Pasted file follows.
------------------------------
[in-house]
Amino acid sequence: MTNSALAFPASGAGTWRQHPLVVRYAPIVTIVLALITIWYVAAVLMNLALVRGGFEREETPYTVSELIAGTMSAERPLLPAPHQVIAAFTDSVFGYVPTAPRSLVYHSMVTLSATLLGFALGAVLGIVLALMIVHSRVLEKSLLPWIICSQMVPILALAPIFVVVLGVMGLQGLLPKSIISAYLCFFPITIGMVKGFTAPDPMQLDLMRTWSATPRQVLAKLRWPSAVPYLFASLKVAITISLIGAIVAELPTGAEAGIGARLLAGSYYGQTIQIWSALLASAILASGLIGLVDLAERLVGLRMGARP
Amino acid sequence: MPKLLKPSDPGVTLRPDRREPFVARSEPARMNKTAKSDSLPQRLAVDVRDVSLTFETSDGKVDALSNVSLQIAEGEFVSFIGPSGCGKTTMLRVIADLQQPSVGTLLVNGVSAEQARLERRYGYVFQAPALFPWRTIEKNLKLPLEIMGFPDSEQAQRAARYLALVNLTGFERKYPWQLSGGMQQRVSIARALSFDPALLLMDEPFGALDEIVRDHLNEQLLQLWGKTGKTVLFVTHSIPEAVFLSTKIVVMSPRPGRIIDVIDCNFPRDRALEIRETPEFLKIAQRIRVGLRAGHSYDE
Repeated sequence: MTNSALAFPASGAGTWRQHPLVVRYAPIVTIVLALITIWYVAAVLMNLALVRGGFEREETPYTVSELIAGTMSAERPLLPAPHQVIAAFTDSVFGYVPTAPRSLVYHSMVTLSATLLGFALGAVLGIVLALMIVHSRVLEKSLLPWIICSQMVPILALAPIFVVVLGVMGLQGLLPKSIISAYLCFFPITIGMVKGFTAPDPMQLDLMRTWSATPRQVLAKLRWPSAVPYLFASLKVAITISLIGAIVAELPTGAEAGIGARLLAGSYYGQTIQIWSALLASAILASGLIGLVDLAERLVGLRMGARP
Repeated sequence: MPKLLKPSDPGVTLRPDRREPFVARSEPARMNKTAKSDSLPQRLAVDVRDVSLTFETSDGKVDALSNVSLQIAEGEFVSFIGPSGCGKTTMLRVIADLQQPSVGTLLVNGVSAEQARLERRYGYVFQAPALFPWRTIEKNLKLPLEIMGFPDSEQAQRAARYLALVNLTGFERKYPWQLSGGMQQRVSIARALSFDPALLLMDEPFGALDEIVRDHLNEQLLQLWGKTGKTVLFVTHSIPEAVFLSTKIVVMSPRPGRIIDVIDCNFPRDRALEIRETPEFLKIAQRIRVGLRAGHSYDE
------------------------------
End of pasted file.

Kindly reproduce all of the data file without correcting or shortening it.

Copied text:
[in-house]
Amino acid sequence: MTNSALAFPASGAGTWRQHPLVVRYAPIVTIVLALITIWYVAAVLMNLALVRGGFEREETPYTVSELIAGTMSAERPLLPAPHQVIAAFTDSVFGYVPTAPRSLVYHSMVTLSATLLGFALGAVLGIVLALMIVHSRVLEKSLLPWIICSQMVPILALAPIFVVVLGVMGLQGLLPKSIISAYLCFFPITIGMVKGFTAPDPMQLDLMRTWSATPRQVLAKLRWPSAVPYLFASLKVAITISLIGAIVAELPTGAEAGIGARLLAGSYYGQTIQIWSALLASAILASGLIGLVDLAERLVGLRMGARP
Amino acid sequence: MPKLLKPSDPGVTLRPDRREPFVARSEPARMNKTAKSDSLPQRLAVDVRDVSLTFETSDGKVDALSNVSLQIAEGEFVSFIGPSGCGKTTMLRVIADLQQPSVGTLLVNGVSAEQARLERRYGYVFQAPALFPWRTIEKNLKLPLEIMGFPDSEQAQRAARYLALVNLTGFERKYPWQLSGGMQQRVSIARALSFDPALLLMDEPFGALDEIVRDHLNEQLLQLWGKTGKTVLFVTHSIPEAVFLSTKIVVMSPRPGRIIDVIDCNFPRDRALEIRETPEFLKIAQRIRVGLRAGHSYDE
Repeated sequence: MTNSALAFPASGAGTWRQHPLVVRYAPIVTIVLALITIWYVAAVLMNLALVRGGFEREETPYTVSELIAGTMSAERPLLPAPHQVIAAFTDSVFGYVPTAPRSLVYHSMVTLSATLLGFALGAVLGIVLALMIVHSRVLEKSLLPWIICSQMVPILALAPIFVVVLGVMGLQGLLPKSIISAYLCFFPITIGMVKGFTAPDPMQLDLMRTWSATPRQVLAKLRWPSAVPYLFASLKVAITISLIGAIVAELPTGAEAGIGARLLAGSYYGQTIQIWSALLASAILASGLIGLVDLAERLVGLRMGARP
Repeated sequence: MPKLLKPSDPGVTLRPDRREPFVARSEPARMNKTAKSDSLPQRLAVDVRDVSLTFETSDGKVDALSNVSLQIAEGEFVSFIGPSGCGKTTMLRVIADLQQPSVGTLLVNGVSAEQARLERRYGYVFQAPALFPWRTIEKNLKLPLEIMGFPDSEQAQRAARYLALVNLTGFERKYPWQLSGGMQQRVSIARALSFDPALLLMDEPFGALDEIVRDHLNEQLLQLWGKTGKTVLFVTHSIPEAVFLSTKIVVMSPRPGRIIDVIDCNFPRDRALEIRETPEFLKIAQRIRVGLRAGHSYDE